6) HD Radio is yesterday’s future. We’re coming close to the time when the towel will be thrown in. HD Radio is not going anywhere. Worse, no radio person will ever use the HD Radio campaign to diagram successful radio advertising. To continue this chase is to throw manpower and money away. Want to read a review on one HD receiver? Try this from Wired.com. I’ll give you a quote: “Remember those crappy $15 AM/FM cassette radios from the 80s? The HD100 looks just like one and has the sound to match.” Consumers aren’t biting.

7) Accountability in advertising. Get used to this mantra: “Show me how my advertising dollars are making me money.” That’s what today’s buyers are asking from all media. The days of selling strictly by CPM are gone. Google, Yahoo!, and MSN Live have shown that people can be removed from the selling process, and that process can also document whether advertising expenses are justified. Local Search Advertising is getting more attention everyday. Radio needs to find a way to attach itself to it. There isn’t a radio group around that should not have an expert on each local staff to guide clients through a keyword ad buying campaign that’s ancillary to a radio campaign.

Then there’s buying local radio advertising online (or buying geo-targeted internet radio advertising). Ignore Google Audio, Bid4Spots, SWMX and others at your own peril. In the not-too-distant future, if media buyers and advertisers can’t find you in these services’ listings of stations, they’ll buy around you.

8) Dismantling local news operations was one of radio’s biggest mistakes. This one action resulted in removing from the audience’s presence what made radio “theirs.” Terrestrial radio is local. Without this news element it is just another choice among many audio programs.

9) Believing its own hype was the result of radio being led by a myopic individual, until recently. As President of RAB, Gary Fries did more damage to the radio industry than any single individual. His constant misstatements about radio’s health and direction after each fiscal quarter held back the reins of innovation. His words kept talking about “moving to the future,” but actions showed nothing being done behind the scenes.

10) Paying incredible multiples for stations in the 90s was the heart of many problems facing radio today. Those notes are due, and there’s not enough money to make payments. Further cuts are in front of us now that Wall Street has declared radio is not a “darling industry” anymore. To change this, the radio industry needs to alter its approach and begin creating new concepts again. We’re slowly beginning to see this, as some groups are bringing in folks with a technical background to run their internet divisions. We’re long past the point where interns can update a station web site.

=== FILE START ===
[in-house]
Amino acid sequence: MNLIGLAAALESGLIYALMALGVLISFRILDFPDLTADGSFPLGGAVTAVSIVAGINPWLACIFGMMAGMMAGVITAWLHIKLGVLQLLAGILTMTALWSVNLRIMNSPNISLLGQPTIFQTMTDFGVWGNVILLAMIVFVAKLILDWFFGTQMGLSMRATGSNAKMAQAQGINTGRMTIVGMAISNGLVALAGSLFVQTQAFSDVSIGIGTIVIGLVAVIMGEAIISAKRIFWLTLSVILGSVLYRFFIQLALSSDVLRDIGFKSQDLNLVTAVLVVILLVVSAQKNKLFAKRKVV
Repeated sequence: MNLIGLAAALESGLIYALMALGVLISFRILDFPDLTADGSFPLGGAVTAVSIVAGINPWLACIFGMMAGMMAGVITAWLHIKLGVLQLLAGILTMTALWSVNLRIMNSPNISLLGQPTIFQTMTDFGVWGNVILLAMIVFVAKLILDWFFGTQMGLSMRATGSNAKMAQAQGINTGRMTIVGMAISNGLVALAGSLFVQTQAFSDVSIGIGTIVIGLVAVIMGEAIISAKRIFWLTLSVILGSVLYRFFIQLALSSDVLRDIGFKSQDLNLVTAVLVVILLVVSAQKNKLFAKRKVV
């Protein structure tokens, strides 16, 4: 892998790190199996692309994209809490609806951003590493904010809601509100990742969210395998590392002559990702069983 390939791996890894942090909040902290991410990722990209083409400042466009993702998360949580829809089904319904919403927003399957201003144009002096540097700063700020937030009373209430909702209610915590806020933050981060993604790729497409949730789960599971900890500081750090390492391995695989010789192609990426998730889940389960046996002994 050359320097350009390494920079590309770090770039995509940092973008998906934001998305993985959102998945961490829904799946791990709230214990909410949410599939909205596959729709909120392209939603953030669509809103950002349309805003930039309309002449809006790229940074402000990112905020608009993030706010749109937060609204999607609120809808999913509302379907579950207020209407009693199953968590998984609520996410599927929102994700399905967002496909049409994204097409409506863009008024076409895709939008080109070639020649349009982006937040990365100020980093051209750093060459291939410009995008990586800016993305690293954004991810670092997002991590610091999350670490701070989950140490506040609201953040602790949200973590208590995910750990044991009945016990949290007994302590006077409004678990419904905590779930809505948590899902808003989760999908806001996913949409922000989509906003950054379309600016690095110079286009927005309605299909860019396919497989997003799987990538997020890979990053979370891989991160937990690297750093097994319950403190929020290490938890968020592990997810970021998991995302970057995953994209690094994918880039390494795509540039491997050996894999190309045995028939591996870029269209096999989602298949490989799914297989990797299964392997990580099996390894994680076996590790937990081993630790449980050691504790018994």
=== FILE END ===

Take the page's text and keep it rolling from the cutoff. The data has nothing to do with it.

It’s painful to see the radio industry struggle to keep up with New Media, especially when it’s radio that is such a perfect accompaniment to it. There are ways to reconnect with the audience, to give them a combination of radio and New Media, and every radio group must move towards delivering this. Stragglers will only hold the industry back.

Here are a few suggestions:

Invest in gaining knowledge about how the internet truly works – not how you view it as a competitor. Every week I show radio professionals things online that bring the same reaction – “I didn’t know you could do that!”

Practice search engine optimization, so those who are looking to learn about radio advertising can see your station (or group) at the top when they do a search; or, so the growing mass of internet radio listeners find your web site when they search for “rock radio stations.” (BTW: Begin your stream the moment a person hits your home page. Do away with the “Listen Now” button. If a user is going to a radio station’s web site, they’re looking for the same ease-of-listening found when turning on their receiver. When your home page loads, they should hear your program.)

Learn the analytical side of the internet because it is impacting radio’s bottom line. Today, there’s more to buying advertising than a cume rating or CPP.

Turn your creative people loose, and listen to what they have to say. Radio is audio. Nearly everywhere you turn there’s a dire need to improve the audio that’s between the songs. If you want to take this to step 2: Improve the songs. Try playing those independent artists that are being found online.

In short, turn this “payback time” into “pushback time.”

It is an “open season” … but, unlike Peter Smyth, I don’t think it’s “on” radio. I believe it’s an open season for radio to improve, if the industry quits complaining and starts thinking differently.